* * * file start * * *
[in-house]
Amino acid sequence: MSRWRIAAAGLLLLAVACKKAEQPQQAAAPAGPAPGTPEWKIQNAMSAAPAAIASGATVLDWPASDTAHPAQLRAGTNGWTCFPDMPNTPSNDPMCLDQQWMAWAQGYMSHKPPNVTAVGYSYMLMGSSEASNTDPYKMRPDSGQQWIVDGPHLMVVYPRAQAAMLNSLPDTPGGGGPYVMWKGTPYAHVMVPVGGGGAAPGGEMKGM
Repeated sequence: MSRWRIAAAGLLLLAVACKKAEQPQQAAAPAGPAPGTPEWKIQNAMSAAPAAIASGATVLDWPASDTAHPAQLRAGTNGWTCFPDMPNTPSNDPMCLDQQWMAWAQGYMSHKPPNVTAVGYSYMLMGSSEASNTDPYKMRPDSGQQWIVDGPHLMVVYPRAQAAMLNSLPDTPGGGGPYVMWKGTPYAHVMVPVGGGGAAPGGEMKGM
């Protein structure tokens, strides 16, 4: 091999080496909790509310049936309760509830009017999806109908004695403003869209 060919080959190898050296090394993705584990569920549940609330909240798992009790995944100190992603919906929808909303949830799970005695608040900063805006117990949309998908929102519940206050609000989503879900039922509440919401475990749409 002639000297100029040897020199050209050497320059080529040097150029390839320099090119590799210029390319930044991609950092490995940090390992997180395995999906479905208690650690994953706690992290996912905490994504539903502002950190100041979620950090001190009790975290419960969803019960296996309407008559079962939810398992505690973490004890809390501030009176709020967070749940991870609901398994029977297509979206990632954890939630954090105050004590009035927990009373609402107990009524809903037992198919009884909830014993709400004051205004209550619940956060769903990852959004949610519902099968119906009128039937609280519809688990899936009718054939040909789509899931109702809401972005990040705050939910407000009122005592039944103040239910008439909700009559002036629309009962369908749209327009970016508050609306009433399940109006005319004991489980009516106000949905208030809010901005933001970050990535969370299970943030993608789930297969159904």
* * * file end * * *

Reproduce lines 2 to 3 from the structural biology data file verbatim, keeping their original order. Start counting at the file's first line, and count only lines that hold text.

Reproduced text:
Amino acid sequence: MSRWRIAAAGLLLLAVACKKAEQPQQAAAPAGPAPGTPEWKIQNAMSAAPAAIASGATVLDWPASDTAHPAQLRAGTNGWTCFPDMPNTPSNDPMCLDQQWMAWAQGYMSHKPPNVTAVGYSYMLMGSSEASNTDPYKMRPDSGQQWIVDGPHLMVVYPRAQAAMLNSLPDTPGGGGPYVMWKGTPYAHVMVPVGGGGAAPGGEMKGM
Repeated sequence: MSRWRIAAAGLLLLAVACKKAEQPQQAAAPAGPAPGTPEWKIQNAMSAAPAAIASGATVLDWPASDTAHPAQLRAGTNGWTCFPDMPNTPSNDPMCLDQQWMAWAQGYMSHKPPNVTAVGYSYMLMGSSEASNTDPYKMRPDSGQQWIVDGPHLMVVYPRAQAAMLNSLPDTPGGGGPYVMWKGTPYAHVMVPVGGGGAAPGGEMKGM